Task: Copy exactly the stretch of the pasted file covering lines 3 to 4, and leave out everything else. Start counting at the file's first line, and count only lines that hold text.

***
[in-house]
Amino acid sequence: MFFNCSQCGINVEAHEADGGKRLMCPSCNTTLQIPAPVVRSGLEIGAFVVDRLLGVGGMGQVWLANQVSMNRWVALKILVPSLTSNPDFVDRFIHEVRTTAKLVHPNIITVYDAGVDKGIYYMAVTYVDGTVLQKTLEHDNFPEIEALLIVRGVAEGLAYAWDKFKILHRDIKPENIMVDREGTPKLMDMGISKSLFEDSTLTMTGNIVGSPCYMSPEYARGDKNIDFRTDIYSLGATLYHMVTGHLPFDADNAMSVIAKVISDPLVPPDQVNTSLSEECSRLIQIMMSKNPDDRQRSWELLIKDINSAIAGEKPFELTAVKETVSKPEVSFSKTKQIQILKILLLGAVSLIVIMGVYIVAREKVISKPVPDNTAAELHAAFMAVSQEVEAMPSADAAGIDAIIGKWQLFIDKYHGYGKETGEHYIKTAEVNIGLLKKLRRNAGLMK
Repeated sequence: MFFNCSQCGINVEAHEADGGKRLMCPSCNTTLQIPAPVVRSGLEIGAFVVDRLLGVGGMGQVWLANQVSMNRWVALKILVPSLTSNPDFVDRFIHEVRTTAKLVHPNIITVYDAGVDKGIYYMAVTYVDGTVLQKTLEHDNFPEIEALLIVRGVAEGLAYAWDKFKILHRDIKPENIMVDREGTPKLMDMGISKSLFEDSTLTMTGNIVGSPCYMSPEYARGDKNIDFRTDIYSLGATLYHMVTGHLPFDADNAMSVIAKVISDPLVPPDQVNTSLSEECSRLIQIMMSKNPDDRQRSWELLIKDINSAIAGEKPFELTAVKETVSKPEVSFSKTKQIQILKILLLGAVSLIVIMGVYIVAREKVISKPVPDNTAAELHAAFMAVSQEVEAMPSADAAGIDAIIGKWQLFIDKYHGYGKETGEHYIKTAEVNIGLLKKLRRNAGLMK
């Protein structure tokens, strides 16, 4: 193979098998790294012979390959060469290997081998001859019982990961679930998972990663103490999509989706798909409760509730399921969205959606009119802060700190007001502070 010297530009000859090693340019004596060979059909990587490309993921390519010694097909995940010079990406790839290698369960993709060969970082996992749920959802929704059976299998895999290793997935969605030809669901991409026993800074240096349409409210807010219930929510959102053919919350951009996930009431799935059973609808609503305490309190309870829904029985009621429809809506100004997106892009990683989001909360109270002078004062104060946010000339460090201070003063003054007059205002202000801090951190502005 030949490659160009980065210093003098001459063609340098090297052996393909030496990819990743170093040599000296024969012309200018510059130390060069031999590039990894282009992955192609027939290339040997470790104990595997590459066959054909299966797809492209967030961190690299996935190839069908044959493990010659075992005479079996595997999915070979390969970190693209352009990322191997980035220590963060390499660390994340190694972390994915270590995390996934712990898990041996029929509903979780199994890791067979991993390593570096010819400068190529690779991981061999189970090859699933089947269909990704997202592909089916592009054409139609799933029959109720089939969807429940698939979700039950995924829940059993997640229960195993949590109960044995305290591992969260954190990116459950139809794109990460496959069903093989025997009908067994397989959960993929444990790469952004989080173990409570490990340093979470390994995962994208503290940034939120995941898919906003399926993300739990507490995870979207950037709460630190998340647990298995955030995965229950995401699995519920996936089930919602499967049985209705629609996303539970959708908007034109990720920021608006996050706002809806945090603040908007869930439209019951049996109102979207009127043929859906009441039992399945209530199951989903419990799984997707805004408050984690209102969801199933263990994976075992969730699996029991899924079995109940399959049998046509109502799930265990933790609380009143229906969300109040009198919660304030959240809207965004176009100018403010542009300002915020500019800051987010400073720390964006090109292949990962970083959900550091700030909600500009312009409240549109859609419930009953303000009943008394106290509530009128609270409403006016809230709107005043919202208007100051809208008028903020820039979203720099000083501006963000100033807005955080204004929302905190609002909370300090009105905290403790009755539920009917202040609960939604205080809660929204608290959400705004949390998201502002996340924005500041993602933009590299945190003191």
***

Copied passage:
Repeated sequence: MFFNCSQCGINVEAHEADGGKRLMCPSCNTTLQIPAPVVRSGLEIGAFVVDRLLGVGGMGQVWLANQVSMNRWVALKILVPSLTSNPDFVDRFIHEVRTTAKLVHPNIITVYDAGVDKGIYYMAVTYVDGTVLQKTLEHDNFPEIEALLIVRGVAEGLAYAWDKFKILHRDIKPENIMVDREGTPKLMDMGISKSLFEDSTLTMTGNIVGSPCYMSPEYARGDKNIDFRTDIYSLGATLYHMVTGHLPFDADNAMSVIAKVISDPLVPPDQVNTSLSEECSRLIQIMMSKNPDDRQRSWELLIKDINSAIAGEKPFELTAVKETVSKPEVSFSKTKQIQILKILLLGAVSLIVIMGVYIVAREKVISKPVPDNTAAELHAAFMAVSQEVEAMPSADAAGIDAIIGKWQLFIDKYHGYGKETGEHYIKTAEVNIGLLKKLRRNAGLMK
């Protein structure tokens, strides 16, 4: 193979098998790294012979390959060469290997081998001859019982990961679930998972990663103490999509989706798909409760509730399921969205959606009119802060700190007001502070 010297530009000859090693340019004596060979059909990587490309993921390519010694097909995940010079990406790839290698369960993709060969970082996992749920959802929704059976299998895999290793997935969605030809669901991409026993800074240096349409409210807010219930929510959102053919919350951009996930009431799935059973609808609503305490309190309870829904029985009621429809809506100004997106892009990683989001909360109270002078004062104060946010000339460090201070003063003054007059205002202000801090951190502005 030949490659160009980065210093003098001459063609340098090297052996393909030496990819990743170093040599000296024969012309200018510059130390060069031999590039990894282009992955192609027939290339040997470790104990595997590459066959054909299966797809492209967030961190690299996935190839069908044959493990010659075992005479079996595997999915070979390969970190693209352009990322191997980035220590963060390499660390994340190694972390994915270590995390996934712990898990041996029929509903979780199994890791067979991993390593570096010819400068190529690779991981061999189970090859699933089947269909990704997202592909089916592009054409139609799933029959109720089939969807429940698939979700039950995924829940059993997640229960195993949590109960044995305290591992969260954190990116459950139809794109990460496959069903093989025997009908067994397989959960993929444990790469952004989080173990409570490990340093979470390994995962994208503290940034939120995941898919906003399926993300739990507490995870979207950037709460630190998340647990298995955030995965229950995401699995519920996936089930919602499967049985209705629609996303539970959708908007034109990720920021608006996050706002809806945090603040908007869930439209019951049996109102979207009127043929859906009441039992399945209530199951989903419990799984997707805004408050984690209102969801199933263990994976075992969730699996029991899924079995109940399959049998046509109502799930265990933790609380009143229906969300109040009198919660304030959240809207965004176009100018403010542009300002915020500019800051987010400073720390964006090109292949990962970083959900550091700030909600500009312009409240549109859609419930009953303000009943008394106290509530009128609270409403006016809230709107005043919202208007100051809208008028903020820039979203720099000083501006963000100033807005955080204004929302905190609002909370300090009105905290403790009755539920009917202040609960939604205080809660929204608290959400705004949390998201502002996340924005500041993602933009590299945190003191």